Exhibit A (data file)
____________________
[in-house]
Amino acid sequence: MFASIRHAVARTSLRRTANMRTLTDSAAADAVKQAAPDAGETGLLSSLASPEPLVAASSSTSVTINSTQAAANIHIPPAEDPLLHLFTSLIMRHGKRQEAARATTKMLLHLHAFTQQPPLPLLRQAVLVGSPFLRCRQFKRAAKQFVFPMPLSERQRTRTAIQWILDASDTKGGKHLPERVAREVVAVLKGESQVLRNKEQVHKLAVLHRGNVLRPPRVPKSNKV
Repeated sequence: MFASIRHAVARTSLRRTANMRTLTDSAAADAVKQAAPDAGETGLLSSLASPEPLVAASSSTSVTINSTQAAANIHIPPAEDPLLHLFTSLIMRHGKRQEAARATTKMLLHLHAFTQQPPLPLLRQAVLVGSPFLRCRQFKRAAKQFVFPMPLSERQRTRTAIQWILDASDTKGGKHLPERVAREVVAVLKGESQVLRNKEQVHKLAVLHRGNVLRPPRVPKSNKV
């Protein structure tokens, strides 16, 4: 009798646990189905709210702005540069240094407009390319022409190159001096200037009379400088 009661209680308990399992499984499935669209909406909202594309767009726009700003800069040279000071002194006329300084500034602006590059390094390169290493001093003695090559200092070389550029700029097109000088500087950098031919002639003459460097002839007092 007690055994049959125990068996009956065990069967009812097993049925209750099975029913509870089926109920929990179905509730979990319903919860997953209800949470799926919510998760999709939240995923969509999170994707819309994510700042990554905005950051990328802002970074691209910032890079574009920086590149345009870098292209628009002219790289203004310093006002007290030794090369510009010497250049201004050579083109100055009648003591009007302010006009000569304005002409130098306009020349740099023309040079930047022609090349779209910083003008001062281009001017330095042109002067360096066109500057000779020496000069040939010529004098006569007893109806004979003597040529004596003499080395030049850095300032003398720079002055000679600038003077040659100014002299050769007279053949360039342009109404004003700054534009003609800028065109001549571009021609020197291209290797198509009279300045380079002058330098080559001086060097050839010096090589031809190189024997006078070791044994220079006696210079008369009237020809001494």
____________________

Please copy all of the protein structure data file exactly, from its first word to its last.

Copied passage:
[in-house]
Amino acid sequence: MFASIRHAVARTSLRRTANMRTLTDSAAADAVKQAAPDAGETGLLSSLASPEPLVAASSSTSVTINSTQAAANIHIPPAEDPLLHLFTSLIMRHGKRQEAARATTKMLLHLHAFTQQPPLPLLRQAVLVGSPFLRCRQFKRAAKQFVFPMPLSERQRTRTAIQWILDASDTKGGKHLPERVAREVVAVLKGESQVLRNKEQVHKLAVLHRGNVLRPPRVPKSNKV
Repeated sequence: MFASIRHAVARTSLRRTANMRTLTDSAAADAVKQAAPDAGETGLLSSLASPEPLVAASSSTSVTINSTQAAANIHIPPAEDPLLHLFTSLIMRHGKRQEAARATTKMLLHLHAFTQQPPLPLLRQAVLVGSPFLRCRQFKRAAKQFVFPMPLSERQRTRTAIQWILDASDTKGGKHLPERVAREVVAVLKGESQVLRNKEQVHKLAVLHRGNVLRPPRVPKSNKV
């Protein structure tokens, strides 16, 4: 009798646990189905709210702005540069240094407009390319022409190159001096200037009379400088 009661209680308990399992499984499935669209909406909202594309767009726009700003800069040279000071002194006329300084500034602006590059390094390169290493001093003695090559200092070389550029700029097109000088500087950098031919002639003459460097002839007092 007690055994049959125990068996009956065990069967009812097993049925209750099975029913509870089926109920929990179905509730979990319903919860997953209800949470799926919510998760999709939240995923969509999170994707819309994510700042990554905005950051990328802002970074691209910032890079574009920086590149345009870098292209628009002219790289203004310093006002007290030794090369510009010497250049201004050579083109100055009648003591009007302010006009000569304005002409130098306009020349740099023309040079930047022609090349779209910083003008001062281009001017330095042109002067360096066109500057000779020496000069040939010529004098006569007893109806004979003597040529004596003499080395030049850095300032003398720079002055000679600038003077040659100014002299050769007279053949360039342009109404004003700054534009003609800028065109001549571009021609020197291209290797198509009279300045380079002058330098080559001086060097050839010096090589031809190189024997006078070791044994220079006696210079008369009237020809001494």